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Tag Archive: Minky Woodcock: The Girl Who Handcuffed Houdini


 

Review by C.J. Bunce

We first previewed the new series back in January here at borg.com.  The Minky Woodcock story The Girl Who Handcuffed Houdini is as much a showcase of the creator’s various talents as a mash-up of great story concepts.  Cynthia von Buhler is an artist, performer, playwright, and author.  Her fictionalized tale of the last days of Houdini draws a bit from the modern mainstream shock drama (think The Girl With the Dragon Tattoo), her unique provocative art style (fans of Stjepan Šejić will love it), her affinity for crime noir, and her own investigation into the death of a relative in the 1930s.  The result is a new, crafty, shrewd, and fiery private detective, the fictional Minky Woodcock, a character who proves she can hold her own against Arthur Conan Doyle, and would make a good lead in an ongoing noir series (in fact a follow-up story is in the works for next year, with Minky investigating the mysterious poisoning death of Ziegfeld Girl Olive Thomas).  The complete The Man Who Handcuffed Houdini is now available in a colorful hardcover edition from Titan Comics and Hard Case Crime.

The life of master magician Harry Houdini intersected with many other celebrities of the day, and a few of them come into play in von Buhler’s story (she both wrote and illustrated the story).  The Girl Who Handcuffed Houdini tracks the magician in the 20 days leading up to his death on October 31, 1926.  Incredibly enough the strangest elements of von Buhler’s series are real.  Minky Woodcock is the writer’s creation–the daughter of a private investigator who is hired first by Arthur Conan Doyle to help him discredit Houdini, she is later hired by Houdini’s wife as a magician’s assistant to keep tabs on the magician (a purported philanderer).  The blend of the true and the fabricated is artfully drawn into an impressive tale of 1920s debauchery, fraud, celebrity, and spectacle.

 

The new hardcover compilation edition includes the main cover artwork and variants for the four issues of the series.  Von Buhler balances realism with the surreal.  Her choice of color has the nostalgic flair of Matt Kindt’s DeptH series, her images of real people (like Houdini) are spot-on, and she particularly excels at skintones, which appear almost photo-real in contrast to the book’s comic page designs.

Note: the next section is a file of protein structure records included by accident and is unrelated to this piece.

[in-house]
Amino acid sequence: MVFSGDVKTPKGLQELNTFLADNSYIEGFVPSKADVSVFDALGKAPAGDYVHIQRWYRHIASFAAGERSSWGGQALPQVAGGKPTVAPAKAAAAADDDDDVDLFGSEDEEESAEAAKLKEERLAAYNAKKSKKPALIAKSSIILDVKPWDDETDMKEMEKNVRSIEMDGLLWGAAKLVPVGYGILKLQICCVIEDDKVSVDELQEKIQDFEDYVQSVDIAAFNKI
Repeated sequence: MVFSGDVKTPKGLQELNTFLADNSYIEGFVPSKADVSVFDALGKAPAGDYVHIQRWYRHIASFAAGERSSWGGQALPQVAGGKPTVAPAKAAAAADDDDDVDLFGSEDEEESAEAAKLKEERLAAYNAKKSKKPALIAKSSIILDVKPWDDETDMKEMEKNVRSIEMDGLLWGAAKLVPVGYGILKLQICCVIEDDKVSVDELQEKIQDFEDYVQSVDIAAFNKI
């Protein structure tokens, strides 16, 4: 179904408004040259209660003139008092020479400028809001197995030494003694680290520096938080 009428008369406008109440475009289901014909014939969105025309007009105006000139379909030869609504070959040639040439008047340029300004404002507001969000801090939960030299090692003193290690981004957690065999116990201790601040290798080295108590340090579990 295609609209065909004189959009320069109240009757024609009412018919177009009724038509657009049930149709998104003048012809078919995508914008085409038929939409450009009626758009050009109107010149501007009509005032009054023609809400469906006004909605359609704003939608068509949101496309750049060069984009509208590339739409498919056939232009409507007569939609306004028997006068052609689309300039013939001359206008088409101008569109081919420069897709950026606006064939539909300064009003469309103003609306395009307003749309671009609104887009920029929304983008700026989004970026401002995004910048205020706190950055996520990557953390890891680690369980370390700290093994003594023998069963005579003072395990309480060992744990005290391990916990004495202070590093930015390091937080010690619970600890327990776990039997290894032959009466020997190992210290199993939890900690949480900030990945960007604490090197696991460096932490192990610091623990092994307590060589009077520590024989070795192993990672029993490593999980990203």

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Review by C.J. Bunce

The life of master magician Harry Houdini intersected with many other celebrities of the day, and a few of them come into play in a new four-issue comic book series by writer and artist Cynthia von Buhler.  A new addition to Titan Comics’ Hard Case Crime works, Minky Woodcock: The Girl Who Handcuffed Houdini tracks the magician in the 20 days leading up to his death on October 31, 1926.  Incredibly enough only the strangest elements of von Buhler’s series are real.  Minky Woodcock is the writer’s creation–the daughter of a private investigator who is hired first by Arthur Conan Doyle to help him discredit Houdini, she is then hired by Houdini’s wife as a magician’s assistant to keep tabs on him.  The blend of the true and the fabricated is smoothly drawn together into an impressive tale of 1920s debauchery, fraud, celebrity, and spectacle.

Yes, Houdini and Doyle were once friends, and their relationship fell apart over their views on spiritualism.  Doyle employed a bizarre spiritualist for Houdini (appearing in the comic) who conducted séances in the nude (who knew the 1920s had such characters?).  When Houdini’s mother was summoned, communicating through the medium in the form of a letter, Houdini was quickly able to see the fraud as an image of a cross appeared and the language was written in English.  Houdini’s mother was Jewish and spoke no English.

 

Von Buhler writes and illustrates both her heroine Minky Woodcock and Houdini’s wife Bess as fascinating women of the 1920s.  Von Buhler’s artistic style is perfectly suited for the story–her women look like they emerged from 16mm film from the Golden Age of cinema–she uses pen and ink with a watercolor method that makes the issues of the series look like they’re printed on classic pulp paper.  And her renderings of Harry and Bess Houdini look like their photographs.

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